To forget means to aver from memory, to refuse to dwell — in other words, to let go, to loosen one’s hold, particularly on memory. To forget does not mean to make yourself brain-dead. Conscious forgetting means letting go of the event, not insisting it stay in the foreground, but rather moving it off a stage, allowing it to be relegated to the background.
We practice conscious forgetting by refusing to summon up the fiery material, we refuse to recollect. To forget is an active, not a passive, endeavor. It means to not haul up certain materials or turn them over and over, to not work oneself up by repetitive thoughts, pictures, or emotions. Conscious forgetting means willfully dropping the practice of obsessing, intentionally outdistancing and losing sight of it, not looking back, thereby living in a new landscape, creating new life and new experiences to think about instead of the old ones. This kind of forgetting does not erase memory, it lays the emotion surrounding the memory to rest.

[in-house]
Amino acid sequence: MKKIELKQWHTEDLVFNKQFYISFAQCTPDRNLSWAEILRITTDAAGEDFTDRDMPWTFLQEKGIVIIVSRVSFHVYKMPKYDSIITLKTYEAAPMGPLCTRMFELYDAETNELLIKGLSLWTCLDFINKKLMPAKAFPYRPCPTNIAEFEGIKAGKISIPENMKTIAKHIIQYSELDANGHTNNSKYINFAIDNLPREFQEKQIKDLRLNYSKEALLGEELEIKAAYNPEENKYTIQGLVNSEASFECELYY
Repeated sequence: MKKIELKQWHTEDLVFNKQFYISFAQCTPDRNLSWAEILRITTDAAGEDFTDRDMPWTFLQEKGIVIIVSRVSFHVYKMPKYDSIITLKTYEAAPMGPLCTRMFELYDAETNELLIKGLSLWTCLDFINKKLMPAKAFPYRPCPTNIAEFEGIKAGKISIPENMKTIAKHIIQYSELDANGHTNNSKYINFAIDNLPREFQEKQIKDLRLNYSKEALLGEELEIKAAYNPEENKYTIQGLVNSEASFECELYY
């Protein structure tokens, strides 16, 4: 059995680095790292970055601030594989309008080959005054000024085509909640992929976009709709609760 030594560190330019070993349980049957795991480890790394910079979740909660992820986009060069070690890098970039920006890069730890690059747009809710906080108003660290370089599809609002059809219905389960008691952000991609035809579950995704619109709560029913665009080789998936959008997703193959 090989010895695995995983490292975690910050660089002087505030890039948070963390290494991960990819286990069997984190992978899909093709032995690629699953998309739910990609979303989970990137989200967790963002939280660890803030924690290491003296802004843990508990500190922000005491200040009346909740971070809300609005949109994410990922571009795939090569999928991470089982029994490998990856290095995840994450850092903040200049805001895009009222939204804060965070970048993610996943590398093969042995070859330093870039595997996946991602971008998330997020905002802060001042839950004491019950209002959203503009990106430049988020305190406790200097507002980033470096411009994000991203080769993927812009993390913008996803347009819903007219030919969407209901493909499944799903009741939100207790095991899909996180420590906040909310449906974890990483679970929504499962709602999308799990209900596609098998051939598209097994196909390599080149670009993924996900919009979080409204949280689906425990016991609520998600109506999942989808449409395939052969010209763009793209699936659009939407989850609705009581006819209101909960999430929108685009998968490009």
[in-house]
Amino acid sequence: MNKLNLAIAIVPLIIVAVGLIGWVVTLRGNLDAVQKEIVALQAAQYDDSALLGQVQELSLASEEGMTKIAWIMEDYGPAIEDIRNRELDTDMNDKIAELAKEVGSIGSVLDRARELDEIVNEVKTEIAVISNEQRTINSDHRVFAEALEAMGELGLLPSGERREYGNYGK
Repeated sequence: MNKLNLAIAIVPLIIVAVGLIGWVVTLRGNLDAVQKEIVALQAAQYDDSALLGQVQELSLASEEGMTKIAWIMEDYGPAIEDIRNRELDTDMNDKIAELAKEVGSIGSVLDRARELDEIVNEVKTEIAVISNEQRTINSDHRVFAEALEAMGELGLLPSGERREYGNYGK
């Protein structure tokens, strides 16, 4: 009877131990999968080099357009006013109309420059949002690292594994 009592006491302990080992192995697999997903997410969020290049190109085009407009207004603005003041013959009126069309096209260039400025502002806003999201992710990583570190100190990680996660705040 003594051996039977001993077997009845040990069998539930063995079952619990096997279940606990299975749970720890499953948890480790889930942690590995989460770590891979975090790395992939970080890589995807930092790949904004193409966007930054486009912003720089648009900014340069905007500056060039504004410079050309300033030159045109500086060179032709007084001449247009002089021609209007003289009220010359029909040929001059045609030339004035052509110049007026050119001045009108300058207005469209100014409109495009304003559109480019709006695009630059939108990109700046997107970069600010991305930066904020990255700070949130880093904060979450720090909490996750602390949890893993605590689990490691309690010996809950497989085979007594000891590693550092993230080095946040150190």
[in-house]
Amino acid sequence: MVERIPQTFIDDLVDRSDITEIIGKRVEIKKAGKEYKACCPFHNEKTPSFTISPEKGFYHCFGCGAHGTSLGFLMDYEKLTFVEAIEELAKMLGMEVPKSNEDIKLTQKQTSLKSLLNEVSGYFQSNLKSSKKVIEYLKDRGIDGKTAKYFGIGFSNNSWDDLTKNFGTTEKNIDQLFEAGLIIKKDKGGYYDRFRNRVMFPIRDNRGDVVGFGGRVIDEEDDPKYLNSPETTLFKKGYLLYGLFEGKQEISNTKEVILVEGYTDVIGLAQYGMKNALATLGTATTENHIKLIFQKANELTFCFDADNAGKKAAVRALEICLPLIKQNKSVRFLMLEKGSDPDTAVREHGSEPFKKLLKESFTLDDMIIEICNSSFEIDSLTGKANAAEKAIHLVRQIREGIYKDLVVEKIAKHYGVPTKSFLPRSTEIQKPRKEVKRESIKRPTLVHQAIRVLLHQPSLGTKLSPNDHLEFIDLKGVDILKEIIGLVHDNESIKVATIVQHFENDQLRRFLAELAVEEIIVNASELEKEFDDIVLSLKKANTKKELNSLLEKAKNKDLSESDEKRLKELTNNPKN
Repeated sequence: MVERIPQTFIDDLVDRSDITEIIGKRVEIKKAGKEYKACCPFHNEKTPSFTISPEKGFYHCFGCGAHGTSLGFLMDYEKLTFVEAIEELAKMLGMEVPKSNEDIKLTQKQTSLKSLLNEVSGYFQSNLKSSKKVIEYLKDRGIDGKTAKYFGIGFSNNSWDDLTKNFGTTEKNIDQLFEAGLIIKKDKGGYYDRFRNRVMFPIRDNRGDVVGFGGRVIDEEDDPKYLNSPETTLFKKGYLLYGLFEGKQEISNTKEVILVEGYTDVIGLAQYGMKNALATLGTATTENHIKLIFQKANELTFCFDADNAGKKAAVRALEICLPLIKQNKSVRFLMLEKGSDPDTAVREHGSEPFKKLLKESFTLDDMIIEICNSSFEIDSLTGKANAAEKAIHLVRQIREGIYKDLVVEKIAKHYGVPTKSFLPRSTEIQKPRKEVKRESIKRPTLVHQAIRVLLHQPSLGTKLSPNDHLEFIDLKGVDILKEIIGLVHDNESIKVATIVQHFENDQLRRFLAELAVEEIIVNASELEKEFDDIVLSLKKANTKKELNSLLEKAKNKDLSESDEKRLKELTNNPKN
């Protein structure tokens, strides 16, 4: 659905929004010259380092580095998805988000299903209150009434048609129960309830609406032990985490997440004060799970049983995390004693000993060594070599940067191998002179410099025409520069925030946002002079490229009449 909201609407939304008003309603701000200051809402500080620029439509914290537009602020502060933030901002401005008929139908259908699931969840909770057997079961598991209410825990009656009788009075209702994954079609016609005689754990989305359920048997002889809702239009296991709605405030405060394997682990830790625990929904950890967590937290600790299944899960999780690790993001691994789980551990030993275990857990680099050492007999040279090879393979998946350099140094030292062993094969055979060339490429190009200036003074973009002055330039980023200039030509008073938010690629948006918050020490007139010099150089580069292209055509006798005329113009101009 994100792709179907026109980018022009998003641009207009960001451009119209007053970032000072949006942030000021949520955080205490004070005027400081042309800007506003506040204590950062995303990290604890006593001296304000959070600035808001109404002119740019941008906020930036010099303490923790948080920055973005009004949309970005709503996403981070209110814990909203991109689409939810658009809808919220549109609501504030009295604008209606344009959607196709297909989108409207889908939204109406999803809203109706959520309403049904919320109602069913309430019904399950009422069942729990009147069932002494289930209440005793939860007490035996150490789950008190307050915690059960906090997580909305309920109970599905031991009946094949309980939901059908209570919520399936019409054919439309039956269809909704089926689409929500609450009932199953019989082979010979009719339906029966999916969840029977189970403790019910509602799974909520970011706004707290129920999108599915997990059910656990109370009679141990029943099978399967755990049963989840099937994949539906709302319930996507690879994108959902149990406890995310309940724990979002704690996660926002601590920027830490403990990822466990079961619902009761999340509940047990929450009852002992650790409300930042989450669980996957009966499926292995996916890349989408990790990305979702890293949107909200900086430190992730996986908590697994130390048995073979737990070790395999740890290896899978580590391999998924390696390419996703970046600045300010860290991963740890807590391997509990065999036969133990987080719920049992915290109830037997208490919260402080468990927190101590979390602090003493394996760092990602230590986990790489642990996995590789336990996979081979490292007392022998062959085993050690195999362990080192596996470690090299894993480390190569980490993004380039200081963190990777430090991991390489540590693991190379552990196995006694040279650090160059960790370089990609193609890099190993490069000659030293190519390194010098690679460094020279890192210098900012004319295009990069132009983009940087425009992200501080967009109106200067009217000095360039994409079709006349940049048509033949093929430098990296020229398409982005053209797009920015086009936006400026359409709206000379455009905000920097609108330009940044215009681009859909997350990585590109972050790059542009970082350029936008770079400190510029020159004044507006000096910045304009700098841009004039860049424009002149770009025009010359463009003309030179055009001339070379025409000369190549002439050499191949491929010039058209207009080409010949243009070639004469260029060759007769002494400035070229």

— Clarissa Pinkola Estes, PhD, Women Who Run With the Wolves, p. 402